Dylan’s last masterpiece

Dylan_train
So the Devil has all the best tunes does he? Well, what about Cliff, Pat Boone, The Alarm and Charlene ‘never been to me’ Oliver? I bet Old Nick won’t be able to muster up a line up anywhere near as good that for Hellstock! But maybe the best God-bothering album of all time is actually from, ironically enough, a good Jewish boy. Yes it is time PopJunkie sent Bob Dylan’s Slow Train Coming to the pearly pop gates in the sky.

Proper Dylan fans have a bit of a problem with Slow Train Coming and its even more hellfire rattling follow up Saved. I am not entirely sure why but I guess it is probably because Dylan swapped lyrics like ‘the answer my friend is blowing in the wind’ for the rather more pointed ‘you’ve either got faith or you’ve got unbelief and there ain’t no neutral ground.’ Ouch.

Nevertheless from John Newton’s Amazing Grace, via the Clark Sisters Gospel hoedowns to Belle and Sebastian’s If you Find Yourself Caught In Love, there have been some tremendous Christian pop music, and we say Hallelujah to that.

Twenty five years on Slow Train Coming is a wonderful listen which may just prove to be Dylan’s last real masterpiece. Overflowing with evangelical zeal, passion and spiritual fire Dylan has, ironically, never sounded more like a prophet preaching in the wilderness.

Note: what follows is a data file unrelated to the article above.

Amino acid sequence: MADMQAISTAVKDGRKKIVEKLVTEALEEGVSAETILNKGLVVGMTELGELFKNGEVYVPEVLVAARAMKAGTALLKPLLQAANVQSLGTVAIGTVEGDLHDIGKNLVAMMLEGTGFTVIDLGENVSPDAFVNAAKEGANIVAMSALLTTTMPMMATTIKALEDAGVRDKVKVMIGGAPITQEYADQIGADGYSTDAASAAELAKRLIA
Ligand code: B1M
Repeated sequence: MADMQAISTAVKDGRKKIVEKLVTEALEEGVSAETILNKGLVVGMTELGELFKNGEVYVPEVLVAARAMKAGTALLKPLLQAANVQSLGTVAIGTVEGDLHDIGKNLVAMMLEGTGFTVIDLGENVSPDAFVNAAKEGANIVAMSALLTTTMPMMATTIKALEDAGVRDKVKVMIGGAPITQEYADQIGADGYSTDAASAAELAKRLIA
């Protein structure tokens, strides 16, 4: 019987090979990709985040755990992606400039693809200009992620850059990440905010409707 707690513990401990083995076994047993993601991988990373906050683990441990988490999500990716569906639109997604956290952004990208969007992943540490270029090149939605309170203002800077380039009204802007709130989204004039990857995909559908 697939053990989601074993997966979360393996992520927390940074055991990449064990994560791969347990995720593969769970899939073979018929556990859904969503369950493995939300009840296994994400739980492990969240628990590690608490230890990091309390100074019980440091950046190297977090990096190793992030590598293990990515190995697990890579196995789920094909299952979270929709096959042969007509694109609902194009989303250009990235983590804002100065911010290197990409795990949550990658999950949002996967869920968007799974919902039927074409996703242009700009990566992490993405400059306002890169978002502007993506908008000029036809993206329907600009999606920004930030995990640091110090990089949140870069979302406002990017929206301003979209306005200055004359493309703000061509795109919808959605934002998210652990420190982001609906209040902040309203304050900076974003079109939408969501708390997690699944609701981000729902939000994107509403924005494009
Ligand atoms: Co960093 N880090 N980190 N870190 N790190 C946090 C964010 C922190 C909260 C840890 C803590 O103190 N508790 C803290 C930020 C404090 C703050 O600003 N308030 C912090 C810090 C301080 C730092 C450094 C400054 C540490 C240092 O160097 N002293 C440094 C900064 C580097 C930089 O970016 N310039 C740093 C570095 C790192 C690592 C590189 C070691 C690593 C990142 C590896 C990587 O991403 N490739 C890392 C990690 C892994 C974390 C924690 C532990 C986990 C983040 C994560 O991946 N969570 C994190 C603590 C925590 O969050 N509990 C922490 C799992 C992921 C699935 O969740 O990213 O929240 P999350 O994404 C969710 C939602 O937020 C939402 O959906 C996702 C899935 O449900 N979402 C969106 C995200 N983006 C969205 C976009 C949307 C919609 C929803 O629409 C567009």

The songs are superb too from the bluesy growl of Gotta Change My Way Of Thinking through to the nursery rhyme-esque Man Gave Names To All The Animals. It was used on Play School once honest!

There’s also I Believe In You, a beautiful and passionate ballad that, were it not dedicated to the great folkie in the sky, would surely take its place in the upper echelons of the Dylan canon alongside Forever Young.

But to these ears it is Precious Angel that stands out. Around a series of delicate plucked guitar breaks from Mr. Mark Knopfler, who was the hottest fretmesiter on the planet at that point, Dylan pours out his soul in praise of the woman who not only helped him overcome his messy divorce, but pointed him in the way of salvation. Love, redemption and a bit of Sultans Of Swing style guitar in the same song – it doesn’t get much better than that.

Bob Dylan – Slow Train Coming 1980 (Sony)

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One Response to “Dylan’s last masterpiece”

  1. botticelli's nephew Says:

    While I don’t agree that this album is better than ‘Time Out of Mind’ or maybe ‘Infidels’, I think this period was a watershed era for Dylan’s live performing. In 1979 and 1980, Dylan played these songs at the Warfield Theater and I witnessed a dozen or so. They were amazing shows. There are great bootlegs of the Toronto 1980 show that is wonderful. Check it out.

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